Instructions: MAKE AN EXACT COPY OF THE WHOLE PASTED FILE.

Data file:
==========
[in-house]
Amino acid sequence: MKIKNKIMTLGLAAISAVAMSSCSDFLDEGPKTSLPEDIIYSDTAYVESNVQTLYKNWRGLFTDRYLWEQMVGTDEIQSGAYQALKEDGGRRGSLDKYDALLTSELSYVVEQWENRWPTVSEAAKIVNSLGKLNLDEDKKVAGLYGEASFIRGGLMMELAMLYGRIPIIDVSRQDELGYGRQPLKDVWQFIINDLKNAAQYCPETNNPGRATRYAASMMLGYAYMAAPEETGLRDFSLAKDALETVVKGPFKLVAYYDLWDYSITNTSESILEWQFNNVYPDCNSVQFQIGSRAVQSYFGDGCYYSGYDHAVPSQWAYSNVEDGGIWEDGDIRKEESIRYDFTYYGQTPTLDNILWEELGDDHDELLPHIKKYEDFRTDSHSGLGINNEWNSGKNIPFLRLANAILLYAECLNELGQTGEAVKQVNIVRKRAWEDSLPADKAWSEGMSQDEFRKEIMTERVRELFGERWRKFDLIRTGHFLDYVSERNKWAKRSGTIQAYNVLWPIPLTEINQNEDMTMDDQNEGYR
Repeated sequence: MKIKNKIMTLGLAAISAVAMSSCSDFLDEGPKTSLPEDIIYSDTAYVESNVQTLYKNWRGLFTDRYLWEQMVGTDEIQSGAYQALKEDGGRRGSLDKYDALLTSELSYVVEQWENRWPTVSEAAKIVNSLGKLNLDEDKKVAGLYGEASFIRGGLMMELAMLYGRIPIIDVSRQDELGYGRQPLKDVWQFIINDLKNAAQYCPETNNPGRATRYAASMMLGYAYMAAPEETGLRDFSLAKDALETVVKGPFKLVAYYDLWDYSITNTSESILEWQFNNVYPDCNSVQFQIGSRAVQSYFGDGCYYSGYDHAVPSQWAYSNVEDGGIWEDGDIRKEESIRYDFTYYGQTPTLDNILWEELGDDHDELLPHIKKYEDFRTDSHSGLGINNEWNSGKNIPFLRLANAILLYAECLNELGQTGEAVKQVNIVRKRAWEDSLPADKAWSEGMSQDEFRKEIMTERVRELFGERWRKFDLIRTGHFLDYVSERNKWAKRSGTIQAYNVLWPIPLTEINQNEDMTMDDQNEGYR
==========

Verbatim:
[in-house]
Amino acid sequence: MKIKNKIMTLGLAAISAVAMSSCSDFLDEGPKTSLPEDIIYSDTAYVESNVQTLYKNWRGLFTDRYLWEQMVGTDEIQSGAYQALKEDGGRRGSLDKYDALLTSELSYVVEQWENRWPTVSEAAKIVNSLGKLNLDEDKKVAGLYGEASFIRGGLMMELAMLYGRIPIIDVSRQDELGYGRQPLKDVWQFIINDLKNAAQYCPETNNPGRATRYAASMMLGYAYMAAPEETGLRDFSLAKDALETVVKGPFKLVAYYDLWDYSITNTSESILEWQFNNVYPDCNSVQFQIGSRAVQSYFGDGCYYSGYDHAVPSQWAYSNVEDGGIWEDGDIRKEESIRYDFTYYGQTPTLDNILWEELGDDHDELLPHIKKYEDFRTDSHSGLGINNEWNSGKNIPFLRLANAILLYAECLNELGQTGEAVKQVNIVRKRAWEDSLPADKAWSEGMSQDEFRKEIMTERVRELFGERWRKFDLIRTGHFLDYVSERNKWAKRSGTIQAYNVLWPIPLTEINQNEDMTMDDQNEGYR
Repeated sequence: MKIKNKIMTLGLAAISAVAMSSCSDFLDEGPKTSLPEDIIYSDTAYVESNVQTLYKNWRGLFTDRYLWEQMVGTDEIQSGAYQALKEDGGRRGSLDKYDALLTSELSYVVEQWENRWPTVSEAAKIVNSLGKLNLDEDKKVAGLYGEASFIRGGLMMELAMLYGRIPIIDVSRQDELGYGRQPLKDVWQFIINDLKNAAQYCPETNNPGRATRYAASMMLGYAYMAAPEETGLRDFSLAKDALETVVKGPFKLVAYYDLWDYSITNTSESILEWQFNNVYPDCNSVQFQIGSRAVQSYFGDGCYYSGYDHAVPSQWAYSNVEDGGIWEDGDIRKEESIRYDFTYYGQTPTLDNILWEELGDDHDELLPHIKKYEDFRTDSHSGLGINNEWNSGKNIPFLRLANAILLYAECLNELGQTGEAVKQVNIVRKRAWEDSLPADKAWSEGMSQDEFRKEIMTERVRELFGERWRKFDLIRTGHFLDYVSERNKWAKRSGTIQAYNVLWPIPLTEINQNEDMTMDDQNEGYR